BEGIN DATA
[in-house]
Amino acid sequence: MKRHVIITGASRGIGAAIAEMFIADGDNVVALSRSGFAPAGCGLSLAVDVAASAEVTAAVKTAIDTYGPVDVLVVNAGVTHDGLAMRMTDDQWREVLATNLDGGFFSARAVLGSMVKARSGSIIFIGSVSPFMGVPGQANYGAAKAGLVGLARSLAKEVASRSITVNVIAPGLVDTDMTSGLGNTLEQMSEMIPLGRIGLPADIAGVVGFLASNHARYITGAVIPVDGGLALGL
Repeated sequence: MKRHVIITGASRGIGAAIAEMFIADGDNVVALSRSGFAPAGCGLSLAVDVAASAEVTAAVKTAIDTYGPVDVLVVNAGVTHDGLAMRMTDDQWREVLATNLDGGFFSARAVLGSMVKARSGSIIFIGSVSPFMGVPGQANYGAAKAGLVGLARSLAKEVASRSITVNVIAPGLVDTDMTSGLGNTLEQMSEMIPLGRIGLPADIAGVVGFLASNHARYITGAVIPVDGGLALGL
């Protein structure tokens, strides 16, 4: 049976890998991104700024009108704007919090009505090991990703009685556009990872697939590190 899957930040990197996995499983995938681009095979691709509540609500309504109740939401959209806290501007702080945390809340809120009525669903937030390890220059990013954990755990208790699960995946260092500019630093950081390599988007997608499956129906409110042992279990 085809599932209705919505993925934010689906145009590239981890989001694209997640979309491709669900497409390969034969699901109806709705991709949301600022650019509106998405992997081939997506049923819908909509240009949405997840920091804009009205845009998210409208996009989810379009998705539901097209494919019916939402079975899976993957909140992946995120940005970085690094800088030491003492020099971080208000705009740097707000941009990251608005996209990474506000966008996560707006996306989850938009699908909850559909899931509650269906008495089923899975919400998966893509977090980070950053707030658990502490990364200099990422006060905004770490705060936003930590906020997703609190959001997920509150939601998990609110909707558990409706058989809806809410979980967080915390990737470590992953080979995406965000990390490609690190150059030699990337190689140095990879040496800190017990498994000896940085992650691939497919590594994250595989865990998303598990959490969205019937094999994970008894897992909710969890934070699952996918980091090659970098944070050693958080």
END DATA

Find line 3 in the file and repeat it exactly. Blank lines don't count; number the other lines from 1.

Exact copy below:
Repeated sequence: MKRHVIITGASRGIGAAIAEMFIADGDNVVALSRSGFAPAGCGLSLAVDVAASAEVTAAVKTAIDTYGPVDVLVVNAGVTHDGLAMRMTDDQWREVLATNLDGGFFSARAVLGSMVKARSGSIIFIGSVSPFMGVPGQANYGAAKAGLVGLARSLAKEVASRSITVNVIAPGLVDTDMTSGLGNTLEQMSEMIPLGRIGLPADIAGVVGFLASNHARYITGAVIPVDGGLALGL